“I enjoy working in TV, but you’re doing…it fast…to sell soft drinks and beer. You’re not doing it to lure people out of their homes. The challenge is not nearly so great, is it?” — Gene Kelly (Radio Times, October 1972)
Gene Kelly’s TV career began in October 1939 — yes, you read that right, 1939 — on a live broadcast from New York called Magazine Rack. Along with other guests, he had to wear green makeup since early cameras had trouble picking up the color white (Mitchell Stephens). Gene’s television career likely ended in February 1994 on an interview program called Reflections on the Silver Screen.
In the intervening 55 years, Gene made several groundbreaking programs:
- Dancing: A Man’s Game (1958), which a reviewer called; “A blithe and beautifully simple treatise…pure delight…a brilliant new star in…a new medium” (The Sun, Baltimore, December 1958).
- Two spectacular shows sponsored by Pontiac cars (1959): “The show is marked by simplicity and good taste…no one can accomplish this better than Gene Kelly” (B.H. Times, April 1959).
- Going My Way (1962), a series in which he played a Catholic priest. Gene on the matter: ”No one in the world ever thought of my being a priest — except my mother” (T.V. Radio Mirror, November 1962).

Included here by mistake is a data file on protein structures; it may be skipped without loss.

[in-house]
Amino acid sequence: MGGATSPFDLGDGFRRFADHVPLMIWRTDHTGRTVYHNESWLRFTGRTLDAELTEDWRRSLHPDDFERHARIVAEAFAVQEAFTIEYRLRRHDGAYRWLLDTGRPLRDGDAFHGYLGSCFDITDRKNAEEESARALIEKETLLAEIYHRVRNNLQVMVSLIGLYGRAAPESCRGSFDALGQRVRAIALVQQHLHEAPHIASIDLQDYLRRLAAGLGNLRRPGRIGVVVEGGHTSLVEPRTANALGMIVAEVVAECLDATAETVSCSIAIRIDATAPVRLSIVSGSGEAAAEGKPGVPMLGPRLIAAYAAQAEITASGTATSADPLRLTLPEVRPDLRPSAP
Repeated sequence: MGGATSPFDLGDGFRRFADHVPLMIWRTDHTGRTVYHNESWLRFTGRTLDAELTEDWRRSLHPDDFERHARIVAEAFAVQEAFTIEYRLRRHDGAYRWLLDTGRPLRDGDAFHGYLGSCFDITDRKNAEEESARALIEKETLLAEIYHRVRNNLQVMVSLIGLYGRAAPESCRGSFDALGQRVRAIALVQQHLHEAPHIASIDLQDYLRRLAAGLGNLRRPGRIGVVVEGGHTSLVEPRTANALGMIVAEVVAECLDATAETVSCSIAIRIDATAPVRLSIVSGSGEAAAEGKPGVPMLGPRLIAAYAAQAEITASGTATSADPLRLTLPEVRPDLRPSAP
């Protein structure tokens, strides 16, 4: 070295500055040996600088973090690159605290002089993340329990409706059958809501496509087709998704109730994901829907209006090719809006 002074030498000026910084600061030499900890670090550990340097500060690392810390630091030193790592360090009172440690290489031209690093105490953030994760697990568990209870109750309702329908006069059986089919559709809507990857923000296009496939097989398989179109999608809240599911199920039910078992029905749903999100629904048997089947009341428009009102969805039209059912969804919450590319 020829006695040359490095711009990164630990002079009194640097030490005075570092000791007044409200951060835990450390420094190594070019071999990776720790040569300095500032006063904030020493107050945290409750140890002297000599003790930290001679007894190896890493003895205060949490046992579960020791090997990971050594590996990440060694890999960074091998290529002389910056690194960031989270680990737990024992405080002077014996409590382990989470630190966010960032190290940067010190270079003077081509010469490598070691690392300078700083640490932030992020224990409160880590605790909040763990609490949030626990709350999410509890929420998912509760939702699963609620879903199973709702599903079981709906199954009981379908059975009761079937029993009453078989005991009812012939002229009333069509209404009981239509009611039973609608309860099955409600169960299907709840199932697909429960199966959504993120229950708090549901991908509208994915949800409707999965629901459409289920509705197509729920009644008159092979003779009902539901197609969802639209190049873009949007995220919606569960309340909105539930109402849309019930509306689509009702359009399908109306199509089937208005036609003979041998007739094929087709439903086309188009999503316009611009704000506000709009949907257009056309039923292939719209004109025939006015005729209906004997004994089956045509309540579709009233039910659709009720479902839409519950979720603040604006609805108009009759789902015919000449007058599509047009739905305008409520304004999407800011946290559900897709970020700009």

- New York New York (1966): “Gene Kelly shows TV how to do a musical” (Deseret News, February 1966).
- Jack & The Beanstalk (1966): “Kelly discovered that most junior shows either frighten or confuse young children, so he decided to make one tiny tots could enjoy” (Pittsburgh Post Gazette, February 1967). As discussed in another column in this series, Gene won an Emmy for this one.
- Childrens Letters To God (1969): NBC told Gene of unprecedented public reaction, outdoing Charlie Brown and Babar in popularity (letter to Gene in the Gotlieb archives, Boston MA).
- An American In Pasadena (1978) was his last big production. Gene said it was “a chance to thank all those who’ve lent a hand to my career” (Disney Magazine, 1988).
In addition to creating and starring in his own television specials, Gene Kelly was a welcome visitor on the shows of other stars. For example, he sang with Julie Andrews (right) and cracked-up Dean Martin. He quizzed, awarded, hosted, roasted and toasted. He danced for JFK and the Queen of England as well as with Kermit the frog and a woggle bird. He sold beer, wine, barbecues and shoes.
“For nearly thirty years [Gene Kelly] has been involved in major TV productions as a creator, writer, producer, choreographer, actor, dancer, host, guest star or narrator — and sometimes in several of these capacities at once.” (Disney Magazine, 1988)
“I’m still doing a few TV appearances just to pay the rent…singing and doing a little dance – all that’s left of old dad.” — Gene Kelly (American Film, 1979)
Gene, to us you’ll never be “old dad.” You are amazing and immortal.
So, fellow fans, next time someone says that Gene Kelly was “history” following Singin’ In The Rain (1952), tell them, on the contrary, that he made history in innovative TV work which has stood the test of time. You can even tell them he danced with Kermit the Frog.
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